Can you afford to throw money away?
Mortgage interest rates have been bumping along the at lower limits of the scale for a long time now, but many people still believe it’s not financially viable to buy their own home. While rentals in most states continue to rise. This means that even if renters are determined to become home owners, the drain on their monthly income from their rent checks is making it impossible to save up enough money for a down payment.
A 2016 report from Business Insider shows that in all but eight states (plus the District of Columbia) buying is the cheapest option in the long run. But the decision to become a homeowner rests on a number of factors that are not always purely financial, there’s the emotional investment to consider as well.
A ‘Forever Home’
For most people, the decision to buy their first home is made as much with the heart as with the head. Owning your own home can be liberating and if you’re relatively young when you do it, you can feel that you’ve finally entered adulthood. Home ownership puts you in total control of your own space, free to adapt it to suit your lifestyle; it gives you a sense of privacy, security, and a base from which to start planning a family. Don’t like the carpets? Change them! Want a cat or dog? Get one! Want to paint your whole house a different color? Do it!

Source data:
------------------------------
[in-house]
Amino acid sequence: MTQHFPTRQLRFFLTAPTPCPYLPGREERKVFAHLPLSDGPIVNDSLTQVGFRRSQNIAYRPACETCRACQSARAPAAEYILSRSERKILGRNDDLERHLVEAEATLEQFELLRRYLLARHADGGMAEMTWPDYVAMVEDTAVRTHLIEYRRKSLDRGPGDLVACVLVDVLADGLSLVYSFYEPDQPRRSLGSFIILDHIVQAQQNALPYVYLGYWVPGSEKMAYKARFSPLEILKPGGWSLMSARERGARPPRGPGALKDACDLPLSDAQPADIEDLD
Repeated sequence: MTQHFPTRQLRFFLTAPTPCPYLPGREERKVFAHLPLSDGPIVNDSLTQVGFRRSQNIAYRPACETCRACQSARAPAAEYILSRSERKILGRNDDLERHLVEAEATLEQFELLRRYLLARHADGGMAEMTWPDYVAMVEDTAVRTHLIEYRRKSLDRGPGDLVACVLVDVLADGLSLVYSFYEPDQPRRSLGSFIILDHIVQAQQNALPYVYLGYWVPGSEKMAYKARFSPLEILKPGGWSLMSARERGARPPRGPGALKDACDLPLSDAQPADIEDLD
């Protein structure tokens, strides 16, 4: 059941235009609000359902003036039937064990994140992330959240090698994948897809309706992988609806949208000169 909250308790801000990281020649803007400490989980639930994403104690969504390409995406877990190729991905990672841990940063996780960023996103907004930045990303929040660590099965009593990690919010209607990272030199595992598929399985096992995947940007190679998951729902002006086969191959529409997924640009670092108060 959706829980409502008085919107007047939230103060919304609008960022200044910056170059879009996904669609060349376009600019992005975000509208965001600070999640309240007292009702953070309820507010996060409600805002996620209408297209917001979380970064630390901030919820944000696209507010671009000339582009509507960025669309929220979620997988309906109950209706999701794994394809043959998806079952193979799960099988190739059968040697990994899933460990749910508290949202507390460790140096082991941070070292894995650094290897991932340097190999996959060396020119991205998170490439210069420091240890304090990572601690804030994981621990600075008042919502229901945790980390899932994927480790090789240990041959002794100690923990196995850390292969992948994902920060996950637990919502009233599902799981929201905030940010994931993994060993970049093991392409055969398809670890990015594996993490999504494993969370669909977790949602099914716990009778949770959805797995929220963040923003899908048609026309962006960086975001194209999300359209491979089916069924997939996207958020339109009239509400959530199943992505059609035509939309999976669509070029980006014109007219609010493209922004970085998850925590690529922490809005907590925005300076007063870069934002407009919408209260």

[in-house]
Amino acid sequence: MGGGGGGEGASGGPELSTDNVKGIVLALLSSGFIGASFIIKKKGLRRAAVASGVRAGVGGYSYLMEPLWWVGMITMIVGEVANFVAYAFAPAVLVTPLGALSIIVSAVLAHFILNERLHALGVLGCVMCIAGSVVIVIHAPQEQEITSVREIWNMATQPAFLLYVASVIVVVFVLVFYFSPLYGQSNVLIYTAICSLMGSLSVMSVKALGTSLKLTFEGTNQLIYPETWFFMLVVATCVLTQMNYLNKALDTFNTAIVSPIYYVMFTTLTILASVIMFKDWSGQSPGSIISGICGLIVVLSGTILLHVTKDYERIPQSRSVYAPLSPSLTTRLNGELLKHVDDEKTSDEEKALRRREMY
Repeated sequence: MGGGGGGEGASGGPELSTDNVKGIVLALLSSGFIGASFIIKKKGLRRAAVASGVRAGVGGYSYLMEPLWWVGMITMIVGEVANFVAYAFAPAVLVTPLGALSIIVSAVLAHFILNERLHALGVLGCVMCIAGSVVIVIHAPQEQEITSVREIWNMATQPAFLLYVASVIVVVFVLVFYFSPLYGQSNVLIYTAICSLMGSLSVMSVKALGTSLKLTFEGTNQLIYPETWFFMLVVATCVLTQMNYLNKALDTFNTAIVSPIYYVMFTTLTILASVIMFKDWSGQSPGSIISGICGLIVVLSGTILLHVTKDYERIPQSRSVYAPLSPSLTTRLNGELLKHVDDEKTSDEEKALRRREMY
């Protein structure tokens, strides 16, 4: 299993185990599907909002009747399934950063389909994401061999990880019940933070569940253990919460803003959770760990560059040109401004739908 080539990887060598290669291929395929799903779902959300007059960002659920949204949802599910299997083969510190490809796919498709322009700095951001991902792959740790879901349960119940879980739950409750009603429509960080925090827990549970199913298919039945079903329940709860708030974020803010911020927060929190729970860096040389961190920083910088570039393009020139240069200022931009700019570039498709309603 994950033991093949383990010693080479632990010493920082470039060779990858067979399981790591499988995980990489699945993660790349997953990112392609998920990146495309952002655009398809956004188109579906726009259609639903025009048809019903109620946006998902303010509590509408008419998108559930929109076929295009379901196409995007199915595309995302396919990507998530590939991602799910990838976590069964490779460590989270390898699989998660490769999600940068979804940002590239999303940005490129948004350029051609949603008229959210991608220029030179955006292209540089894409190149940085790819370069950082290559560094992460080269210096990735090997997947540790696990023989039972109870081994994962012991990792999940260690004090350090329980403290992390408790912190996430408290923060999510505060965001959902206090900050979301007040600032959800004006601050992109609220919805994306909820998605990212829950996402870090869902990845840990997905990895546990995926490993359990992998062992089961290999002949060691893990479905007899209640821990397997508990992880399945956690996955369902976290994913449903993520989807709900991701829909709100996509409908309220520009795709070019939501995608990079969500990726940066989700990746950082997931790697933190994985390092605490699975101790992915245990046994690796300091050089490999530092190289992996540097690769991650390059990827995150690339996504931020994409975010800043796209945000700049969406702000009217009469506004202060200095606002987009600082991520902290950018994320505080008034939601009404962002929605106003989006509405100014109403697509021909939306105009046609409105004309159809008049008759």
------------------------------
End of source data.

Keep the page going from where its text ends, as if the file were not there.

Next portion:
Compare the costs
You’ll find many online tools such as smartasset.com that will give you a great idea of the costs of renting versus buying. Just enter a few details about the area you’re considering and the tool will automatically populate the fields with average house prices, average rents and show you at a glance at what point renting stops being viable. You can play around with the values to your heart’s content to get a really good feel for the overall costs.
For a worked example, a Forbes report from January 2017 which listed the up-and-coming real estate markets for investors. I took their top pick Dallas and used the smartasset.com tool to find the tipping point between renting and buying an average home. Using average prices for a two-bedroom apartment I found that buying is better than renting after just 4 years. Extrapolating these rates over 30 years (all things being equal) that’s also a saving of almost $30,000.
That’s a new car, new luxurious kitchen, or money for a investment property.
The Long Term
Beyond the day to day considerations, there’s always the long term. Instead of lining a landlord’s pockets, home owners are in the position of owing a considerable asset that will increase over the years and possibly provide a retirement income. While home ownership is not a decision to be made overnight, it’s certainly one to ponder. And dream.